CAM-S Severity Score May Help Predict 90-Day Mortality and Length of Hospital Stay in Hospitalized Patients ≥ 70 Years Old Without Delirium

EBM Focus - Volume 9, Issue 21

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Reference: Ann Intern Med 2014 Apr 15;160(8):526 (level 2 [mid-level] evidence)

Hospitalized patients are at an increased risk of delirium, with incidence rates ranging from 3%-29% for new-onset delirium during hospitalization (Age Ageing 2006 Jul;35(4):350 full-text). The Confusion Assessment Method (CAM) is a validated assessment tool that has been shown to reliably identify delirium in several different patient populations (J Am Geriatr Soc 2008 May;56(5):823 full-text), and may be used in screening for delirium on hospital admission. A recent prospective cohort study evaluated a new CAM-Severity (CAM-S) score to predict adverse outcomes in hospitalized patients ≥ 70 years old without delirium on admission.

The derivation cohort included 300 patients ≥ 70 years old from the Successful Aging After Elective Surgery (SAGES) study who were scheduled for major surgery and did not have delirium on hospital admission. The validation cohort included 919 similar hospitalized patients from the Project Recovery study. An additional 355 eligible patients were excluded from the validation cohort for unexplained reasons.

The CAM-S short form score was derived using factors from CAM diagnostic assessment tool (total score 0-7 points):

  • acute onset or symptom fluctuation (1 point if present)
  • inattention (1 point if mild or 2 points if marked)
  • disorganized thinking (1 point if mild or 2 points if marked)
  • altered level of consciousness (1 point if mild or 2 points if marked)

The CAM-S score was used to categorize patients into 4 different risk groups: none (0 points), low (1 point), moderate (2 points), and high (3-7 points). In the validation cohort, 90-day mortality was 7% among 598 patients with no risk factors, 15% among 91 patients in the low risk category, 16% among 128 patients in the moderate risk category, and 27% among 102 in the high risk category (p for trend < 0.001). Similarly, adjusted mean length of hospital stay was 6.5 days with no risk factors, 8.8 days for the low risk category, 11.1 days for the moderate risk category, and 12.7 days for the high risk category (p for trend < 0.001). Increased CAM-S short form scores were also associated with increased risk of new nursing home placement, functional decline, and cognitive decline (p for trend < 0.001 for each). The prediction of adverse patient outcomes with the CAM-S short form was also consistent with a 10-item long form of CAM-S (total score 0-19 points).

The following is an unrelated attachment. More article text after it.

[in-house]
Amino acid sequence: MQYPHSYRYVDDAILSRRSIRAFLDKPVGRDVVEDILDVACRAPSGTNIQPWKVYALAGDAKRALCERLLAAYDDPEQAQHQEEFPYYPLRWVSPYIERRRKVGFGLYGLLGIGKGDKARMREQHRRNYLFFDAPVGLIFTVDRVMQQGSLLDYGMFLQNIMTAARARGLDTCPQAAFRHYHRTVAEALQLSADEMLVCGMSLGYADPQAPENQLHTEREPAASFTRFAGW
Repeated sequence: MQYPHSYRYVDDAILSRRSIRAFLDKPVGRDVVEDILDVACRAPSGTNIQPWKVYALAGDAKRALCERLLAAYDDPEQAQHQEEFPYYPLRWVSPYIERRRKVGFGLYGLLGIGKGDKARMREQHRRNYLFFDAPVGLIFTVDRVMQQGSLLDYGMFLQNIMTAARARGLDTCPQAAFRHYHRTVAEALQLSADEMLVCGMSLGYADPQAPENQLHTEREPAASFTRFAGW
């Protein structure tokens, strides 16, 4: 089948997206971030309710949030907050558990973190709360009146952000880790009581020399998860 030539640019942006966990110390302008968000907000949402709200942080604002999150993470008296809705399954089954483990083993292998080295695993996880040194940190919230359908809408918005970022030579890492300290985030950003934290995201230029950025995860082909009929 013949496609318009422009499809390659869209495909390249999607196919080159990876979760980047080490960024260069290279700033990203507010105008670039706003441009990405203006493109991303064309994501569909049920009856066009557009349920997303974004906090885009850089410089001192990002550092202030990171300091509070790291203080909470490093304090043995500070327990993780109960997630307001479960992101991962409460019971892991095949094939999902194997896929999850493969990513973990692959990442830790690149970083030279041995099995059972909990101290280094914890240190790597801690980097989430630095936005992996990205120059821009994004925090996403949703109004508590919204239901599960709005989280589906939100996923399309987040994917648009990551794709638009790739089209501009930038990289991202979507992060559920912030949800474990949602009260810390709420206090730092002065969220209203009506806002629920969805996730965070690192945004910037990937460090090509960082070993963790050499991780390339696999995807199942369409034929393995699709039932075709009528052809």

Although the use of CAM and related diagnostic assessment tools have proved to be helpful for diagnosing delirium in high-risk populations, using the data from the screening assessment to predict adverse outcomes has not been previously described. The findings of this cohort study show that the CAM-S short form score can help predict important patient outcomes such as 90-day mortality and hospital duration, among others. There were some differences in patient characteristics between the derivation and validation cohorts in the study, which may be viewed as a limitation but may also indicate the generalizability of the findings to different patient populations. Altogether, this new tool provides useful information that may help predict adverse outcomes, guide treatment decisions, and potentially monitor response to treatment in some patient populations.

For more information see the Delirium topic in DynaMed.

Special thanks to Sara Martin and Anna Pancheshnikov for their contributions to this week’s article.

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